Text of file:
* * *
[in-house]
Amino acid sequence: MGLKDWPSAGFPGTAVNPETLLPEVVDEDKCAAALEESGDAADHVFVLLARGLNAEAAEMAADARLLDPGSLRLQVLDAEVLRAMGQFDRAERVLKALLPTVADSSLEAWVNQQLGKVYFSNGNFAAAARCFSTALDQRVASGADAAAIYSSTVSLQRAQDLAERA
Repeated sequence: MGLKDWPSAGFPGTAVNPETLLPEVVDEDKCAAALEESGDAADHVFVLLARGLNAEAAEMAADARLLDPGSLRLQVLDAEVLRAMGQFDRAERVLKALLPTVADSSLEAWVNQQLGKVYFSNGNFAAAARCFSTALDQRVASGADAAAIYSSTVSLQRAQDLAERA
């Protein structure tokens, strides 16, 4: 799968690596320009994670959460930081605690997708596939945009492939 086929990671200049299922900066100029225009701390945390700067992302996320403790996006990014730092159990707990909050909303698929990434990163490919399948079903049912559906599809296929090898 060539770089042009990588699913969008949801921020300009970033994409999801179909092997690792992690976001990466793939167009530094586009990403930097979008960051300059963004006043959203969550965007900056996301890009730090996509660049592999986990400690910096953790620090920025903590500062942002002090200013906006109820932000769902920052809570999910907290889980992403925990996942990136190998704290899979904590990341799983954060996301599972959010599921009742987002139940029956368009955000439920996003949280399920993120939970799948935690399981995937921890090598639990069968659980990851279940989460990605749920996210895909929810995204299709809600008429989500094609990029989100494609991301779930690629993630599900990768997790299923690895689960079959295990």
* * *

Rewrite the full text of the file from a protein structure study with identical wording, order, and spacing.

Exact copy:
[in-house]
Amino acid sequence: MGLKDWPSAGFPGTAVNPETLLPEVVDEDKCAAALEESGDAADHVFVLLARGLNAEAAEMAADARLLDPGSLRLQVLDAEVLRAMGQFDRAERVLKALLPTVADSSLEAWVNQQLGKVYFSNGNFAAAARCFSTALDQRVASGADAAAIYSSTVSLQRAQDLAERA
Repeated sequence: MGLKDWPSAGFPGTAVNPETLLPEVVDEDKCAAALEESGDAADHVFVLLARGLNAEAAEMAADARLLDPGSLRLQVLDAEVLRAMGQFDRAERVLKALLPTVADSSLEAWVNQQLGKVYFSNGNFAAAARCFSTALDQRVASGADAAAIYSSTVSLQRAQDLAERA
């Protein structure tokens, strides 16, 4: 799968690596320009994670959460930081605690997708596939945009492939 086929990671200049299922900066100029225009701390945390700067992302996320403790996006990014730092159990707990909050909303698929990434990163490919399948079903049912559906599809296929090898 060539770089042009990588699913969008949801921020300009970033994409999801179909092997690792992690976001990466793939167009530094586009990403930097979008960051300059963004006043959203969550965007900056996301890009730090996509660049592999986990400690910096953790620090920025903590500062942002002090200013906006109820932000769902920052809570999910907290889980992403925990996942990136190998704290899979904590990341799983954060996301599972959010599921009742987002139940029956368009955000439920996003949280399920993120939970799948935690399981995937921890090598639990069968659980990851279940989460990605749920996210895909929810995204299709809600008429989500094609990029989100494609991301779930690629993630599900990768997790299923690895689960079959295990």